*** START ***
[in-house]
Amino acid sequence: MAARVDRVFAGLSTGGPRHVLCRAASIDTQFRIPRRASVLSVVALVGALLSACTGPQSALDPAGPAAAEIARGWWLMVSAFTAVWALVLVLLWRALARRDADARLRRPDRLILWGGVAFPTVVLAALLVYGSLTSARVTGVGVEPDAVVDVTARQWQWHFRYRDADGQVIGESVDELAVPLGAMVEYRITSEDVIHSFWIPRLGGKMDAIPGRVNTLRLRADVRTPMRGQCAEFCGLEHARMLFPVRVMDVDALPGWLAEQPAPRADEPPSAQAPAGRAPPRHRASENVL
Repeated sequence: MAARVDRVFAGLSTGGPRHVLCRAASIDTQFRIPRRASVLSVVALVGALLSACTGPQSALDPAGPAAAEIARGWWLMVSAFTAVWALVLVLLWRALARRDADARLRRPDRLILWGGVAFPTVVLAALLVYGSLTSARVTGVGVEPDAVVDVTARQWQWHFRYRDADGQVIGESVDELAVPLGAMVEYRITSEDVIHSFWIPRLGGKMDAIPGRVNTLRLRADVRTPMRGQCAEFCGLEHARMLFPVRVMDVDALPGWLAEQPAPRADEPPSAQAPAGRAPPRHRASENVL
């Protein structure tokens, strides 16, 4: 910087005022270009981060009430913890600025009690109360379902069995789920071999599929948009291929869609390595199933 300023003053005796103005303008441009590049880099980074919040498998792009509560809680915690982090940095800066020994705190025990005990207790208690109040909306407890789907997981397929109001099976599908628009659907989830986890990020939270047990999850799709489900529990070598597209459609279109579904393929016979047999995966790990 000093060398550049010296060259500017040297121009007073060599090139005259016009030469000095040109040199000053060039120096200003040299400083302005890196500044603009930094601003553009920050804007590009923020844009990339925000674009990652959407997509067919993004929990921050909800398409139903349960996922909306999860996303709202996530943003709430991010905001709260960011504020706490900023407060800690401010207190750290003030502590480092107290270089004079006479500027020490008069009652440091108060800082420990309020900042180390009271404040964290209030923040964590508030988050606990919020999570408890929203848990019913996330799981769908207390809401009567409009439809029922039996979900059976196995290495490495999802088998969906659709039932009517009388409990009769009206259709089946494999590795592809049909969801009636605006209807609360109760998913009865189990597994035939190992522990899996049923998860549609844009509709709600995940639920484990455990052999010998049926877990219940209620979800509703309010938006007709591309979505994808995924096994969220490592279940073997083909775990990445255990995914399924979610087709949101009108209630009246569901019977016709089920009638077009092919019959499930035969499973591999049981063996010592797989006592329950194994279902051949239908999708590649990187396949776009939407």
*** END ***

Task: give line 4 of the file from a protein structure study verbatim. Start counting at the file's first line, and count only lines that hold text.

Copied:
């Protein structure tokens, strides 16, 4: 910087005022270009981060009430913890600025009690109360379902069995789920071999599929948009291929869609390595199933 300023003053005796103005303008441009590049880099980074919040498998792009509560809680915690982090940095800066020994705190025990005990207790208690109040909306407890789907997981397929109001099976599908628009659907989830986890990020939270047990999850799709489900529990070598597209459609279109579904393929016979047999995966790990 000093060398550049010296060259500017040297121009007073060599090139005259016009030469000095040109040199000053060039120096200003040299400083302005890196500044603009930094601003553009920050804007590009923020844009990339925000674009990652959407997509067919993004929990921050909800398409139903349960996922909306999860996303709202996530943003709430991010905001709260960011504020706490900023407060800690401010207190750290003030502590480092107290270089004079006479500027020490008069009652440091108060800082420990309020900042180390009271404040964290209030923040964590508030988050606990919020999570408890929203848990019913996330799981769908207390809401009567409009439809029922039996979900059976196995290495490495999802088998969906659709039932009517009388409990009769009206259709089946494999590795592809049909969801009636605006209807609360109760998913009865189990597994035939190992522990899996049923998860549609844009509709709600995940639920484990455990052999010998049926877990219940209620979800509703309010938006007709591309979505994808995924096994969220490592279940073997083909775990990445255990995914399924979610087709949101009108209630009246569901019977016709089920009638077009092919019959499930035969499973591999049981063996010592797989006592329950194994279902051949239908999708590649990187396949776009939407």